Before the end of 2021, organisations would have spent nearly $656 billion on Future of Work (FoW) tech innovations, according to an estimate by the International Data Corporation (IDC).
It represents an increase of 17.4 percent from the previous year and a clear indication that most of the business world is not ready to go back to traditional work models.
Holly Muscolino, research vice president, Content Strategies and the Future of Work, at IDC, explains that traditional work models do not provide the agility, scalability, and resilience required by the future enterprise.
“This was, of course, highlighted by the ongoing health crisis. To drive growth and competitive differentiation, organisations will invest in technologies and services that power automation, human-machine collaboration, new organisational structures, and leadership styles, dynamic learning opportunities, a reimagined workplace, and a digital work environment that is not bounded by time or physical place,” Muscolino said.
In Nigeria, companies are also beginning to realise this thanks to the COVID-19 pandemic. Employees can work remotely for some days but may be required to work on-site two or three times a week. This is the approach Kobo360 and Daystar Power are using. Daystar Power adopted the hybrid model for most employees while requiring network system operators, technicians, and warehouse workers to work on-site. Others like Andela are permanently on remote mode.
The IDC report noted that organisations are investing in a wide range of technologies and services to facilitate the transition to the new workplace and an evolving workforce.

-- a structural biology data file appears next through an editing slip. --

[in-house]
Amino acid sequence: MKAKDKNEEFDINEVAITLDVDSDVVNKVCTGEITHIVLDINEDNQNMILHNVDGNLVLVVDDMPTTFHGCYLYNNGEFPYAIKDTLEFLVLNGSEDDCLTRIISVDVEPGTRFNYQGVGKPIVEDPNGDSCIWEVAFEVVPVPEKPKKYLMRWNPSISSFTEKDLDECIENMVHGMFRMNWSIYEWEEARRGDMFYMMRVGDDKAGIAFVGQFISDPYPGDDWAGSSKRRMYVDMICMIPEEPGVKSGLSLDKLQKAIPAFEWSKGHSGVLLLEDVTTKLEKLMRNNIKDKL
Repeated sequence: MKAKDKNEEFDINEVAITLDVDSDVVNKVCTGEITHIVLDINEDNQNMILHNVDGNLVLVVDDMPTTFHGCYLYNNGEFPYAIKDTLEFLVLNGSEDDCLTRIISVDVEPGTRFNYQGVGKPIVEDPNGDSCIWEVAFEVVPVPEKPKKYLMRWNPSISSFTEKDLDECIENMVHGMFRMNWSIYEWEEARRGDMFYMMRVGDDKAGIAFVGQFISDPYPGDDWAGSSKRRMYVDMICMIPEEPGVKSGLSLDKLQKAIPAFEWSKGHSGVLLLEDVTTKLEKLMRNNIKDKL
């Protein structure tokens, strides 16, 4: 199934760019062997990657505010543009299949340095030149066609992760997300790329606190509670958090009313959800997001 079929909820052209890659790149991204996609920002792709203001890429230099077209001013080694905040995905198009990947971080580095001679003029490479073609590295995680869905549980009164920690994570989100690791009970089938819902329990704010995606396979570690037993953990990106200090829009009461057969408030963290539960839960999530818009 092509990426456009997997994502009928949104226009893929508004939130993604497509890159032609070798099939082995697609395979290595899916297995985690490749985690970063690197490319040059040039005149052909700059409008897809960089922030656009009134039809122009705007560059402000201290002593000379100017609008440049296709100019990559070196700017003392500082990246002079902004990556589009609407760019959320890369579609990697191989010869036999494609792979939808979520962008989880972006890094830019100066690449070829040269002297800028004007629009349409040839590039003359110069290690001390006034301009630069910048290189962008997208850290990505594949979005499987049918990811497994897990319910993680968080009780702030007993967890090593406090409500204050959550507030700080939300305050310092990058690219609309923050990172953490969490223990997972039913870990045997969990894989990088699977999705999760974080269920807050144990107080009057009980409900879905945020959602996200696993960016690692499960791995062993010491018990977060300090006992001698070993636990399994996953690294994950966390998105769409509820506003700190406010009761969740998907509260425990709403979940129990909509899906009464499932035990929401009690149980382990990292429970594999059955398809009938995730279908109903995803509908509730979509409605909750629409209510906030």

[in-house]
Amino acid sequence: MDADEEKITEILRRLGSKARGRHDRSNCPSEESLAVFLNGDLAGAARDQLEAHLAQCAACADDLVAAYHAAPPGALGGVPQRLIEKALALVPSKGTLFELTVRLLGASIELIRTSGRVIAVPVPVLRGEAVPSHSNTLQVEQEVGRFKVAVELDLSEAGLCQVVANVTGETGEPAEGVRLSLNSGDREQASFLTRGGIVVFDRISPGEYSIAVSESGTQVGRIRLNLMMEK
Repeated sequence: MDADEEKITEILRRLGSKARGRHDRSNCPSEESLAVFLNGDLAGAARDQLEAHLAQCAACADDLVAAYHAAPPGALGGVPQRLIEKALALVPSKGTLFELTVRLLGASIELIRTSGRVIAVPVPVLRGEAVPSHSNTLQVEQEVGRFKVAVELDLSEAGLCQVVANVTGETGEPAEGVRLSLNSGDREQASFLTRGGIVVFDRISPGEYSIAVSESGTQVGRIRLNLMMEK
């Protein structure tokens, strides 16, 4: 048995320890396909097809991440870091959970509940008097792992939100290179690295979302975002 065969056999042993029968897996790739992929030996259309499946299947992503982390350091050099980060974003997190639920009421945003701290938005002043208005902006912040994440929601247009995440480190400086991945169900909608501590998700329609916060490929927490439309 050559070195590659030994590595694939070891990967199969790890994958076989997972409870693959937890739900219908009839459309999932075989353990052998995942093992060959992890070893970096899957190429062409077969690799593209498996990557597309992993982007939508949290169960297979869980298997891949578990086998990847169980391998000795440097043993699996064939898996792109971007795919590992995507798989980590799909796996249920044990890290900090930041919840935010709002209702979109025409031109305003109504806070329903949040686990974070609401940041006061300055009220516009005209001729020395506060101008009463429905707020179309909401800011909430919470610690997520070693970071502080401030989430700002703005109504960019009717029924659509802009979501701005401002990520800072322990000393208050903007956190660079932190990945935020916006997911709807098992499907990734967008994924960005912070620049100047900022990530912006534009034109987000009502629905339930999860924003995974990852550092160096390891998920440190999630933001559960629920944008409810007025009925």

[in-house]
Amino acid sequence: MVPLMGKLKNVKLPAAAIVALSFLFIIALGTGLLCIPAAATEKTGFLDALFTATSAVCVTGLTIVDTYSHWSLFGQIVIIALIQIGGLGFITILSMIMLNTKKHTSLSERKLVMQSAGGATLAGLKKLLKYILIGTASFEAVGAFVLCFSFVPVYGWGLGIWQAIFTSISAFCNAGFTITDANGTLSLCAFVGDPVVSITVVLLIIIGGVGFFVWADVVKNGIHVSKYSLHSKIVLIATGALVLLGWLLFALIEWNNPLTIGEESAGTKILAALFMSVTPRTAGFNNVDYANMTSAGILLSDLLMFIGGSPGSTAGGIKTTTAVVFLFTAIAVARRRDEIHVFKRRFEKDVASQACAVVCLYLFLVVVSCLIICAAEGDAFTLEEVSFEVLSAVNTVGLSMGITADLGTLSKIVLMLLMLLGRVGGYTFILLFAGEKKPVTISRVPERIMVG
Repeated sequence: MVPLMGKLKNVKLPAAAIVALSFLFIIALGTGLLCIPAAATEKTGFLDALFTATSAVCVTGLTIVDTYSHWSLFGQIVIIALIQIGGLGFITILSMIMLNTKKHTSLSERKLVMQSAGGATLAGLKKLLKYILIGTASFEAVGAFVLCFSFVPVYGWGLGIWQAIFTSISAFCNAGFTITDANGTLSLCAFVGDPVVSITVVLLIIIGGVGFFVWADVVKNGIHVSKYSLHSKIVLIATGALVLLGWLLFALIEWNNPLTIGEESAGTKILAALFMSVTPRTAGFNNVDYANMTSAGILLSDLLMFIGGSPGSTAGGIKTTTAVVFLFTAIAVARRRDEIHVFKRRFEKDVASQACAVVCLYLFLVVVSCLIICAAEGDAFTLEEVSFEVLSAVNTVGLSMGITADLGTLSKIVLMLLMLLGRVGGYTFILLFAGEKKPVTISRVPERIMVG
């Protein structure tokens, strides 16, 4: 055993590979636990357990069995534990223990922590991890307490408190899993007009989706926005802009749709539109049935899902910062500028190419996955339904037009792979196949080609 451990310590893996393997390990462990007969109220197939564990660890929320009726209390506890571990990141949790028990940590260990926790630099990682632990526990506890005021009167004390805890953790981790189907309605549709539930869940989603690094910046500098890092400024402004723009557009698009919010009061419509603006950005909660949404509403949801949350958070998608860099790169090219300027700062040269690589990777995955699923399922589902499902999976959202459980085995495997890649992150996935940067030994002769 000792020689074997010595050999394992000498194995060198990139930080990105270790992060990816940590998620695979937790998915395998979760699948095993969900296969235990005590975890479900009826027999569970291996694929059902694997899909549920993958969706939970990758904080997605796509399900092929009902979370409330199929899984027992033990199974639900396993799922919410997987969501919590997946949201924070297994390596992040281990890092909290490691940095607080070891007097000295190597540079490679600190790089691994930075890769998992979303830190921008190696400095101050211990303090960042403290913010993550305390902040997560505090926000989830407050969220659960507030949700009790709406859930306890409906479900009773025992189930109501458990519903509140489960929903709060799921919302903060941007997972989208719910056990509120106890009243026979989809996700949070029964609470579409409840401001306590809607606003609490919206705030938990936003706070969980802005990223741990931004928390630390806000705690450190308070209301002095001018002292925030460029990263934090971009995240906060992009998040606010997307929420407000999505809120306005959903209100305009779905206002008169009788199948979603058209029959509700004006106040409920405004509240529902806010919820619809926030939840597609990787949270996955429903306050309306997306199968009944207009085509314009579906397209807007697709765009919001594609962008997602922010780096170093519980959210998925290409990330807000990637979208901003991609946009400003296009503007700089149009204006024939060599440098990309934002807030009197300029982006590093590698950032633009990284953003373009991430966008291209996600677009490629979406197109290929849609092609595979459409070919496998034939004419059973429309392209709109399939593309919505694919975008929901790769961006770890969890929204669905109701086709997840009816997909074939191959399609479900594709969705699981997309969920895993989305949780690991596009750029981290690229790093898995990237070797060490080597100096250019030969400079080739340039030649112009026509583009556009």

Investment in hardware is expected to take the most share as orgnisations are expected to splash $228 billion in endpoint devices, enterprise hardware, infrastructure as a service (IaaS), and robotics and drones. The second-largest investment would go to services, including business, IT, and connectivity services. Organisations would deploy over $123 billion. The fastest spending growth with a compound annual growth rate (CAGR) of 21.3 percent over the 2020-2024 forecast period would go-to software. This would include investments in enterprise applications, content and collaboration, analytics and artificial intelligence, human resources applications, security, and software development and deployment.
“Emerging technologies like artificial intelligence, the Internet of Things, and augmented/virtual reality are changing how work is getting done across all industries and across the world. Seeking automated decision support and virtual collaborative approaches, discrete and process manufacturing, the two largest spenders on Future of Work technology over the forecast period, are investing in key use cases like collaborative robotics, operational performance management, and 3D and digital product design and review for improved cost control and higher process efficiency,” said Eileen Smith, program vice president, Customer Insights and Analysis.
Together, discrete and process manufacturing will account for just over one-third of all Future of Work spending this year. Professional services, retail, and banking will be the next three industries in terms of FoW spend in 2021. The construction industry will see the fastest growth in FoW spending over the forecast period with a five-year CAGR of 23.7 percent. Media and retail will follow closely with CAGRs of 19.5 percent and 19.3 percent respectively.
The FoW use cases that will benefit from the most spending in 2021 include collaborative robotics, operational performance management, and automated customer management. The use cases that are expected to see the fastest spending growth over the 2020-2024 forecast period are adaptive skill development, interconnected collaborative workspaces, and advanced project management.
“IDC forecasts investment in technologies supporting Future of Work initiatives to exceed $1 trillion worldwide by 2024 with a robust 17 percent CAGR over the five-year forecast period. All aspects of how people and organizations work are evolving, enabled by 3rd Platform technologies, and accelerated by the pandemic. Indeed 3rd Platform hardware, such as IoT devices, robots and drones, and IaaS, are more than one-third of the total spend, demonstrating the growing importance of the technologies enabling the reimagined workplace,” said Karen Massey, research manager, Customer Insights & Analysis.